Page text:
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Title: Monitoring the 'diabetes epidemic': A framing analysis of United Kingdom print news 1993-2013
Contributor(s): Foley, Kristen (author); McNaughton, Darlene  (author)orcid ; Ward, Paul (author)
Publication Date: 2020
Open Access: Yes
DOI: 10.1371/journal.pone.0225794
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The view that we are in the midst of a global diabetes epidemic has gained considerable ground in recent years and is often linked to the prior 'obesity epidemic'. This research explored how the diabetes epidemic was represented in United Kingdom (UK) news over the same time period that the obesity epidemic was widely reported. The research was motivated by a sociological interest in how postmodern 'epidemics' synergise with each other amidst broader political, economic, moral and sociocultural discourses.


We analysed three time-bound samples of UK news articles about diabetes: 1993 (n = 19), 2001 (n = 119) and 2013 (n = 324). Until now, UK media has had the least attention regarding portrayal of diabetes. We adopted an empathically neutral approach and used a dual method approach of inductive thematic analysis and deductive framing analysis. The two methods were triangulated to produce the findings.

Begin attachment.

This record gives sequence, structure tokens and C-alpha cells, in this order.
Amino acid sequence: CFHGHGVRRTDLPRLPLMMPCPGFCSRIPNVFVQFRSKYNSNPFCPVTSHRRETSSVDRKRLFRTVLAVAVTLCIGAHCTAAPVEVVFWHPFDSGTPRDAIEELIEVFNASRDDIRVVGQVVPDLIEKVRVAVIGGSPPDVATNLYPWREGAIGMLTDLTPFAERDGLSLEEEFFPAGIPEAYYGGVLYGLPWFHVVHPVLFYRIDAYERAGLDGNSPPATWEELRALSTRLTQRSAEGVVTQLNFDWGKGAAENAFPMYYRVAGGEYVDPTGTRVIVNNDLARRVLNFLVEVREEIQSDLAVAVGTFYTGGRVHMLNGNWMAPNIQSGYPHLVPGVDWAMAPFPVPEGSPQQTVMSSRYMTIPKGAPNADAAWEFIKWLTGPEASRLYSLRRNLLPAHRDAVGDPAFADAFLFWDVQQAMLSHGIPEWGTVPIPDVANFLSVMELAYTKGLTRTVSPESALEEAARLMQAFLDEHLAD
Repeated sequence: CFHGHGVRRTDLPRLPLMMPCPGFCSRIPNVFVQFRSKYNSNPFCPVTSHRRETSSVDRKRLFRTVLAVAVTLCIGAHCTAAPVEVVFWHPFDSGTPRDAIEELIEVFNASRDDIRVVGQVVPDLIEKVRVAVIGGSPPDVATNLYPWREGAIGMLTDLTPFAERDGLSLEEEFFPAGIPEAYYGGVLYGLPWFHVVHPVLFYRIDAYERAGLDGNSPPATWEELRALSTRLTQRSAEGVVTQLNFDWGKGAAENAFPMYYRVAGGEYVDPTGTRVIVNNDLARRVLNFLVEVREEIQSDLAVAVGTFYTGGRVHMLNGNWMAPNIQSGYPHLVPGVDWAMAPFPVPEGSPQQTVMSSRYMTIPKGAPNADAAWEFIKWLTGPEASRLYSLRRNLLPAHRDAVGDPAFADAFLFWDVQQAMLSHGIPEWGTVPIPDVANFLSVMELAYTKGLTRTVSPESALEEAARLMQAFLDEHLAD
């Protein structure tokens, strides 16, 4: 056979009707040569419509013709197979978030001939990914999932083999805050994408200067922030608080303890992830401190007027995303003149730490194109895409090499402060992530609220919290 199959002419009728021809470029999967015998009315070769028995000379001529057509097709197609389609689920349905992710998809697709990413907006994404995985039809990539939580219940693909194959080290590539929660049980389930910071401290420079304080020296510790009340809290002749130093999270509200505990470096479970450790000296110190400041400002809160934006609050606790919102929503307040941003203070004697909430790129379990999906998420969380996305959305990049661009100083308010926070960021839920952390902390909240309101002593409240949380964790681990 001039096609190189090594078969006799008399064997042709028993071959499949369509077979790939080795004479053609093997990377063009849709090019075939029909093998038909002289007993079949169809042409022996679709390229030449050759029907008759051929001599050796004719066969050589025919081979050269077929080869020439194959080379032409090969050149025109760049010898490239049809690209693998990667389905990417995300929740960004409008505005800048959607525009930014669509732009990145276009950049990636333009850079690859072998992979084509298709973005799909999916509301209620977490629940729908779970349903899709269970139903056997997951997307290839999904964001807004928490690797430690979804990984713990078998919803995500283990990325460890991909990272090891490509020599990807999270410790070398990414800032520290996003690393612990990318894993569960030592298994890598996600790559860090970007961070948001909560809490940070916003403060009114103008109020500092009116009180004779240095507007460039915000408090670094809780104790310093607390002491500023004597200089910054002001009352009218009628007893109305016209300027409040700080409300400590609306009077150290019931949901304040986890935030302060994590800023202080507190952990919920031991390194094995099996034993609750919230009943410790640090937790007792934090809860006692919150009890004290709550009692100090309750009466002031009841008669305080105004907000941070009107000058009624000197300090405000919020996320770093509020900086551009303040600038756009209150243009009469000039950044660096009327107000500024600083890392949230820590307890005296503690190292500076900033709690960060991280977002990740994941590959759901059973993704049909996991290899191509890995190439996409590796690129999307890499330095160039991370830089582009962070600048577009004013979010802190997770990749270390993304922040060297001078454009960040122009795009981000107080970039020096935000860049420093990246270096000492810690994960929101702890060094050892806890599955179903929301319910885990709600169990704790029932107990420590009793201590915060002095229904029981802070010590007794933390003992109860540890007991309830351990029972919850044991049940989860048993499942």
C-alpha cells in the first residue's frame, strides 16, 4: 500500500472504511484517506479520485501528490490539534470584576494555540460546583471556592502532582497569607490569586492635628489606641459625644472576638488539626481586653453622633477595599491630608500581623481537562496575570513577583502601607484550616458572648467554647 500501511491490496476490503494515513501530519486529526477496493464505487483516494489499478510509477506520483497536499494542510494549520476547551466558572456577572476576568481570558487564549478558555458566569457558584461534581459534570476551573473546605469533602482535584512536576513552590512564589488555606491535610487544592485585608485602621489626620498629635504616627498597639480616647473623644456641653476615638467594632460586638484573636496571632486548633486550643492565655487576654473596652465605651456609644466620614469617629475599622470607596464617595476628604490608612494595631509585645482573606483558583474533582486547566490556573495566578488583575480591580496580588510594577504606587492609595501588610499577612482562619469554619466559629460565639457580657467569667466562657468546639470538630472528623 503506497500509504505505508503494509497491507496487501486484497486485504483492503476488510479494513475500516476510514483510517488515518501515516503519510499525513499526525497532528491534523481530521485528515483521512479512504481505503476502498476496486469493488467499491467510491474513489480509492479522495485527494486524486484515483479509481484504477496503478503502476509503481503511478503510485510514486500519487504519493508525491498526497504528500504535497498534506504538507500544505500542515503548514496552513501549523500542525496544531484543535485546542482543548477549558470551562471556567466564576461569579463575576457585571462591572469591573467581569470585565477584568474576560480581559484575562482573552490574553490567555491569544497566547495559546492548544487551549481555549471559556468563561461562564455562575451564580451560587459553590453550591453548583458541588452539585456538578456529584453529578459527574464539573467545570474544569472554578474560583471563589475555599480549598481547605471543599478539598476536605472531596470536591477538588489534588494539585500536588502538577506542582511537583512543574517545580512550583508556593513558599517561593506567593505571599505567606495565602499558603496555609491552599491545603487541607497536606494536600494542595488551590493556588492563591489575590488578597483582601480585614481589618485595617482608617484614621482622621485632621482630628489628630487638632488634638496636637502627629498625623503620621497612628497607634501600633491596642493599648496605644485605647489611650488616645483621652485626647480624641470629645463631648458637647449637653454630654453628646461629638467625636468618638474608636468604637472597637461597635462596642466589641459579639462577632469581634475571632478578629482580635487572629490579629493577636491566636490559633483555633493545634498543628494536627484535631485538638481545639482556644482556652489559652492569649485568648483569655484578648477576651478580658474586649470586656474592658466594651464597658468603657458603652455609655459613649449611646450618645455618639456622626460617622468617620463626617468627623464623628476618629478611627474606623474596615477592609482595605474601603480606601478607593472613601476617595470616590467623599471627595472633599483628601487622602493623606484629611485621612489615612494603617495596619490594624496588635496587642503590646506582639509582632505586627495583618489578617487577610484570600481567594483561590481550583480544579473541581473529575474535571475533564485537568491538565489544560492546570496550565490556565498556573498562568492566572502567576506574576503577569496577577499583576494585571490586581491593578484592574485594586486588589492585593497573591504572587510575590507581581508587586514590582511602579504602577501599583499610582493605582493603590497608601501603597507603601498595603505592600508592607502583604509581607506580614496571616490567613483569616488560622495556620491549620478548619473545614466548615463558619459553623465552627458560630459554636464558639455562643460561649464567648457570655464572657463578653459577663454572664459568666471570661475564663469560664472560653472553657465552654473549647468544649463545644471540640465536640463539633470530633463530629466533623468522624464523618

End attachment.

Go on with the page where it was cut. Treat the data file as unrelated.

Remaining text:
Framing of diabetes moved from medical in 1993 to behavioural in 2001, then societal in 2013. By 2001 obesity was conceptualised as causal to diabetes, rather than a risk factor. Between 2001 and 2013 portrayals of the modifiable risk factors for diabetes (i.e. diet, exercise and weight) became increasingly technical. Other risk factors like age, family history and genetics faded during 2001 and 2013, while race, ethnicity and culture were positioned as states of 'high risk' for diabetes. The notion of an 'epidemic' of diabetes 'powered up' these concerns from an individual problem to a societal threat in the context of obesity as a well-known health risk.

Discussion and conclusion

Portraying diabetes and the diabetes epidemic as anticipated consequences of obesity enlivens the heightened awareness to future risks in everyday life brought about during the obesity epidemic. The freeform adoption of the 'epidemic' term in contemporary health discourse appears to foster individual and societal dependence on biomedicine, giving it political, economic and divisive utility.

Publication Type: Journal Article
Source of Publication: PLoS ONE, 15(1), p. 1-27
Publisher: Public Library of Science
Place of Publication: United States of America
ISSN: 1932-6203
Fields of Research (FoR) 2020: 4501 Aboriginal and Torres Strait Islander culture, language and history
Socio-Economic Objective (SEO) 2020: tbd
Peer Reviewed: Yes
HERDC Category Description: C1 Refereed Article in a Scholarly Journal
Appears in Collections:Journal Article
School of Humanities, Arts and Social Sciences

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